This is not an attempt to gloss over the numerous and appalling ways in which the redneck stereotype is justified, of course. But like all places and people, Texas and Texans are a good deal more complicated up close than when seen from a distance.
Did you read Isaac's Storm, which is about the September 1900 Galveston Flood?
Nope. The book came out after I had finished writing Galveston. I am happy to say that I could bore people to tears with the details of the disaster a year before just everyone was liable to. (Though why the Big Blow was so obscure for so long is a fascinating question. More people died in it than in the Jonestown flood, the San Francisco quake, and the Chicago fire put together). Two simple numbers are maybe the best gateway into how stupefying the devastation was:
1) Height of the storm surge generated by a hurricane like the Big Blow: 20 feet.
2) Highest point on Galveston Island: 8 feet.
Is Galveston prepared for a hurricane of that size?
Yup. They hired a company headed by a couple of ex-Army Corps of Engineers, including one John Roberts (more famous as the author of Roberts' Rules of Order) to revamp the island, which they did with a vengeance. They raised the whole thing 12 feet, lifting every building on it up with jackscrews -- including the cathedral -- and stuffing sand dredged from the channel underneath them. They also built a giant seawall, which is still there today. Galveston was hit with another big hurricane in, I think, the teens or twenties, and came through with flying colors.
Remember, this was the era of Engineering Hubris, when we built the Panama Canal and decided to run the Chicago river backwards because it would be more convenient that way.
You've published seven novels in eight years. Are you a fast writer?
Not especially. I was an unpublished writer for a long time, though. I had written nine books before selling one of them (Passion Play -- the fifth novel I wrote). I subsequently sold books seven and eight, so really I've written -- um, give me a minute to do the math -- five books since 1992, if you include the one I just sold to Morrow, which has a little revising left to go yet.
I used to be a very fast writer. Once, in some Zen space I can't even imagine now, I drafted 400 pages in 10 days. But that just means more work later while revising. My guess is that it takes me 18 months to two years to write a book now, which is not at all fast compared to many people.
Did you always want to be a writer?
Not until a month after my seventh birthday. But ever since then, yes.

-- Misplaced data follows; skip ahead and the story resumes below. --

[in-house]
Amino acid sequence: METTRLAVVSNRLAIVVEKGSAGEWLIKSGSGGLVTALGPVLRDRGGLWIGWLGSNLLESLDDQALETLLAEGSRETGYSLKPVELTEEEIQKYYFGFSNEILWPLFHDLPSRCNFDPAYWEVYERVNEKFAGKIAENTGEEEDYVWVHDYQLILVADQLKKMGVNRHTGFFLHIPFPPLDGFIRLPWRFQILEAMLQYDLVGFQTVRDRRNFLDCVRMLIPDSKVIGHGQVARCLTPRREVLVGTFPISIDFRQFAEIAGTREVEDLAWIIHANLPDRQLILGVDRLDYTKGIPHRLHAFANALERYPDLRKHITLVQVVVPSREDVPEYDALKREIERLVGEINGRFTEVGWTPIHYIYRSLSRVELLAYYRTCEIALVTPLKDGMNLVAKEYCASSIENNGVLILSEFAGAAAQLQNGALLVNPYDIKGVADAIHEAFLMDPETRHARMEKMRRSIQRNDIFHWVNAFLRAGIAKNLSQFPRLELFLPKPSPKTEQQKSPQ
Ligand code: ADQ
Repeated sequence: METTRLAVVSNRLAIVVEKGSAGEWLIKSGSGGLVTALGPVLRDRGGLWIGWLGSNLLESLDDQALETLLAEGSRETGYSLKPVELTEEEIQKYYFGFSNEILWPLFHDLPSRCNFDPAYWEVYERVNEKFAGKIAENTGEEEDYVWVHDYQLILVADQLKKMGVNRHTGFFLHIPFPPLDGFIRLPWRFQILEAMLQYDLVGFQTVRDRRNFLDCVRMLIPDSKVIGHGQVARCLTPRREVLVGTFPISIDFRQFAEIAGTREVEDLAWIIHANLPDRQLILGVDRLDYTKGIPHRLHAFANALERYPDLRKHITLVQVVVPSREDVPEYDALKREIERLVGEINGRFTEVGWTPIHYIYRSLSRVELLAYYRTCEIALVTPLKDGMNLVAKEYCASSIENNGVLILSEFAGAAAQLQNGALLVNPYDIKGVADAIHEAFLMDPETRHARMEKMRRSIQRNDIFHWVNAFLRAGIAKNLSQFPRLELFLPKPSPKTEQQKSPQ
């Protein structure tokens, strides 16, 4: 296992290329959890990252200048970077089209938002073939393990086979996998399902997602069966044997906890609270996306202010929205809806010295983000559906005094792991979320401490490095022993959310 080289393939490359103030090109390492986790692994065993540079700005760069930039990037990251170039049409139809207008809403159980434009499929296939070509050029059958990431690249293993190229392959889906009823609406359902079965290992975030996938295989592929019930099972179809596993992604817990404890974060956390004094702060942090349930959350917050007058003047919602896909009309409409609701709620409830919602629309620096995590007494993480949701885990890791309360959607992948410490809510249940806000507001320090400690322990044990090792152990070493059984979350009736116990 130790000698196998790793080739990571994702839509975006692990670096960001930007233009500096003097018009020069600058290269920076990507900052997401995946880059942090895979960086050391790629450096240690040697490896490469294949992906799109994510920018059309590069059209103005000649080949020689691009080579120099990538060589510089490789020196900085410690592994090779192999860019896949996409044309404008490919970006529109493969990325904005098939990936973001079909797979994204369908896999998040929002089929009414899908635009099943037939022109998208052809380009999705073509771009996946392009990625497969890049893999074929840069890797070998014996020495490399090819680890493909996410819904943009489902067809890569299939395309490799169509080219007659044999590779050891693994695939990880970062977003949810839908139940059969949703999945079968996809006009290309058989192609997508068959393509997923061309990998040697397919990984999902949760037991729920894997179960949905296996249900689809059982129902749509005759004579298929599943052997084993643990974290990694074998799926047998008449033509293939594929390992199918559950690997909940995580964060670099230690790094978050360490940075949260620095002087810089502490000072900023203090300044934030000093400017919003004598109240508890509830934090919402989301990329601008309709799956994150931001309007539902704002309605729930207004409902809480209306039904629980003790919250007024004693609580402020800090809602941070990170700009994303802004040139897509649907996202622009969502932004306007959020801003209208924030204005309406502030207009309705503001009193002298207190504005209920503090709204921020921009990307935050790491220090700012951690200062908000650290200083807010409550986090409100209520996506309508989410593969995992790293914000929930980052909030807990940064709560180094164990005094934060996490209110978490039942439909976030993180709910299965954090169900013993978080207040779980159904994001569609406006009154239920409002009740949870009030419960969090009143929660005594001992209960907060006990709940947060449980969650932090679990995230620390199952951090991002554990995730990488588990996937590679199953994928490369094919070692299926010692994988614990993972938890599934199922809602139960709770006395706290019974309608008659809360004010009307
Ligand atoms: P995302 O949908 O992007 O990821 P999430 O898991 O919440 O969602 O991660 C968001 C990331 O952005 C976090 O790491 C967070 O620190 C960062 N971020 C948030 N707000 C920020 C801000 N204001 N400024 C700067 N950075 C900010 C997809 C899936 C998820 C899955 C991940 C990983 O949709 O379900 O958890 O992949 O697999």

Are you a 100 percent dyed-in-the-wool novelist, or do you write in other forms as well?
Very rarely. I've published two real short stories, I think, although I'm working on a strange web-based project right now that takes me back many moons to my days writing murder mystery dinner parties. . . .
How has the Internet affected your life as a writer?
Mostly socially. I know and correspond with far more other writers than I would have had the Internet not existed.
What are you working on?
A Top Secret web-based project, and revising a book about an aging punk -- "I shaved off my mohawk when it began to recede" -- who sees ghosts.
What have you been reading recently?
I have been so swamped that the answer would be "nothing" if we stuck to really recently. If we broaden out over the last six months, I really liked Alan Warner's book, The Sopranos [nothing to do with the TV series]. I've also been trying to get friends to read the short stories of Kelly Link (Stranger Things Happen). And over Christmas I read two very different books I liked a lot, Wil McCarthy's The Collapsium -- great fun if witty hard SF is something you can enjoy -- and Molly Gloss' excellent [2000 James Tiptree, Jr. Memorial Award winner] Wild Life: sort of Annie Dillard meets Edgar Rice Burroughs.
Do you have a favorite bookshop?
A number of stores have been very good to me -- White Dwarf in Vancouver (1) and Adventures in Crime and Space (2) in Austin come to mind. The two bookstores in Davis worth going to are Bogey's (3), the used store, which has a wonderful selection of interesting titles, and the Avid Reader, the indie store -- they are very supportive of the local authors and had me in for a reading that was really well-attended. Greenwoods' (4) is the flagship indie store in my hometown of Edmonton, Alberta. They say home is where the heart is, and I guess, by analogy, that my favorite bookstores are ones in which the staff really loves books. That's something you can feel the moment you walk in the door.
Author photo by Biko.
(1) White Dwarf Books,Vancouver, B.C. http://www.deadwrite.com/
(2) Adventures in Crime and Space, Austin, TX http://www.crimeandspace.com/
(3) Bogey's Books 223 E St., Davis, CA 757-6127
(4) Greenwoods', Edmonton, Alberta http://www.greenwoods.com/